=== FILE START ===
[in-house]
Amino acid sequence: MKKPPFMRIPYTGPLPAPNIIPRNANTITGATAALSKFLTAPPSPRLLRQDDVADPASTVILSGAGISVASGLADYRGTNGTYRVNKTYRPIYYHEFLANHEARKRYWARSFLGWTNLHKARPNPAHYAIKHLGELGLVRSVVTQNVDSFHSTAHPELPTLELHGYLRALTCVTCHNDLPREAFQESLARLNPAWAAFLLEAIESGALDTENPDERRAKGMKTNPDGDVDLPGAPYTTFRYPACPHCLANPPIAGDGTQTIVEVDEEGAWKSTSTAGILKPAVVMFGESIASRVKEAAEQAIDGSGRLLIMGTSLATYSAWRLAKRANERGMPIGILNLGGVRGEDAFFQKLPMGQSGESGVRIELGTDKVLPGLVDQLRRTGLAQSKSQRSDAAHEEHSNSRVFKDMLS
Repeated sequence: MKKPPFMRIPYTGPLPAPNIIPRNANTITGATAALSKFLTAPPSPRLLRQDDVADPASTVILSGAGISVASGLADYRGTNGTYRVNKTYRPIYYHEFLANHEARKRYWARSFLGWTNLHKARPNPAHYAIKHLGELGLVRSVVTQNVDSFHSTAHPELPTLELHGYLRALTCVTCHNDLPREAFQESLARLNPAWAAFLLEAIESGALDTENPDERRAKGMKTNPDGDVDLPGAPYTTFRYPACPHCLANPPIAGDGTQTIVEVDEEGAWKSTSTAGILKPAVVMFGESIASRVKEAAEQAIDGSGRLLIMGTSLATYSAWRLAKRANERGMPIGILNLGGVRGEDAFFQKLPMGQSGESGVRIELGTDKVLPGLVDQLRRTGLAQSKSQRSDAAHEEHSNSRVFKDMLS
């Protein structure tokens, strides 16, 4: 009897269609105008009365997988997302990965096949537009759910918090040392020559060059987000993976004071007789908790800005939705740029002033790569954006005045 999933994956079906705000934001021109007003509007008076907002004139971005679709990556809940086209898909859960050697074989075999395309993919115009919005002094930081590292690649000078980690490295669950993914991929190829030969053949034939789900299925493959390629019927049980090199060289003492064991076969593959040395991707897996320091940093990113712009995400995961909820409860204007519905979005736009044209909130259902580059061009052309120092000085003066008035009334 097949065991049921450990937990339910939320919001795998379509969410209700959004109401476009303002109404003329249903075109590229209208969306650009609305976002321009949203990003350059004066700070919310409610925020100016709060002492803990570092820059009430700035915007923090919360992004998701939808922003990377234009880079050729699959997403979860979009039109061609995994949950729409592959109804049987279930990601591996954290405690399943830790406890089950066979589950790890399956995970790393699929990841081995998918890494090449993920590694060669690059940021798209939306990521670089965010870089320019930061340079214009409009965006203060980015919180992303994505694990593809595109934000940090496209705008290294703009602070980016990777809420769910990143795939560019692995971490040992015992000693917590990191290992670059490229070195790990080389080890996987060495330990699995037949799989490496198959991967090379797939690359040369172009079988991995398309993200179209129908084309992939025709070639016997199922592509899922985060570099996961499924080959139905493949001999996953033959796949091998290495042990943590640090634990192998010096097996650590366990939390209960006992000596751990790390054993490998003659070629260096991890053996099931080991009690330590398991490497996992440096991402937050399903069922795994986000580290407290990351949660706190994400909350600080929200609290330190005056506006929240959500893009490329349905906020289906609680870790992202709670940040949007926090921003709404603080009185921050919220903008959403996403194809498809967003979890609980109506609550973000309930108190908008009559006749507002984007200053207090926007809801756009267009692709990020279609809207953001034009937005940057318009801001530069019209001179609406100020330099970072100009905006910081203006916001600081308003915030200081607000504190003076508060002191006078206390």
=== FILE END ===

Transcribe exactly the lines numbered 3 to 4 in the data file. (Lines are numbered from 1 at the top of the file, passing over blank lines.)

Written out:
Repeated sequence: MKKPPFMRIPYTGPLPAPNIIPRNANTITGATAALSKFLTAPPSPRLLRQDDVADPASTVILSGAGISVASGLADYRGTNGTYRVNKTYRPIYYHEFLANHEARKRYWARSFLGWTNLHKARPNPAHYAIKHLGELGLVRSVVTQNVDSFHSTAHPELPTLELHGYLRALTCVTCHNDLPREAFQESLARLNPAWAAFLLEAIESGALDTENPDERRAKGMKTNPDGDVDLPGAPYTTFRYPACPHCLANPPIAGDGTQTIVEVDEEGAWKSTSTAGILKPAVVMFGESIASRVKEAAEQAIDGSGRLLIMGTSLATYSAWRLAKRANERGMPIGILNLGGVRGEDAFFQKLPMGQSGESGVRIELGTDKVLPGLVDQLRRTGLAQSKSQRSDAAHEEHSNSRVFKDMLS
């Protein structure tokens, strides 16, 4: 009897269609105008009365997988997302990965096949537009759910918090040392020559060059987000993976004071007789908790800005939705740029002033790569954006005045 999933994956079906705000934001021109007003509007008076907002004139971005679709990556809940086209898909859960050697074989075999395309993919115009919005002094930081590292690649000078980690490295669950993914991929190829030969053949034939789900299925493959390629019927049980090199060289003492064991076969593959040395991707897996320091940093990113712009995400995961909820409860204007519905979005736009044209909130259902580059061009052309120092000085003066008035009334 097949065991049921450990937990339910939320919001795998379509969410209700959004109401476009303002109404003329249903075109590229209208969306650009609305976002321009949203990003350059004066700070919310409610925020100016709060002492803990570092820059009430700035915007923090919360992004998701939808922003990377234009880079050729699959997403979860979009039109061609995994949950729409592959109804049987279930990601591996954290405690399943830790406890089950066979589950790890399956995970790393699929990841081995998918890494090449993920590694060669690059940021798209939306990521670089965010870089320019930061340079214009409009965006203060980015919180992303994505694990593809595109934000940090496209705008290294703009602070980016990777809420769910990143795939560019692995971490040992015992000693917590990191290992670059490229070195790990080389080890996987060495330990699995037949799989490496198959991967090379797939690359040369172009079988991995398309993200179209129908084309992939025709070639016997199922592509899922985060570099996961499924080959139905493949001999996953033959796949091998290495042990943590640090634990192998010096097996650590366990939390209960006992000596751990790390054993490998003659070629260096991890053996099931080991009690330590398991490497996992440096991402937050399903069922795994986000580290407290990351949660706190994400909350600080929200609290330190005056506006929240959500893009490329349905906020289906609680870790992202709670940040949007926090921003709404603080009185921050919220903008959403996403194809498809967003979890609980109506609550973000309930108190908008009559006749507002984007200053207090926007809801756009267009692709990020279609809207953001034009937005940057318009801001530069019209001179609406100020330099970072100009905006910081203006916001600081308003915030200081607000504190003076508060002191006078206390």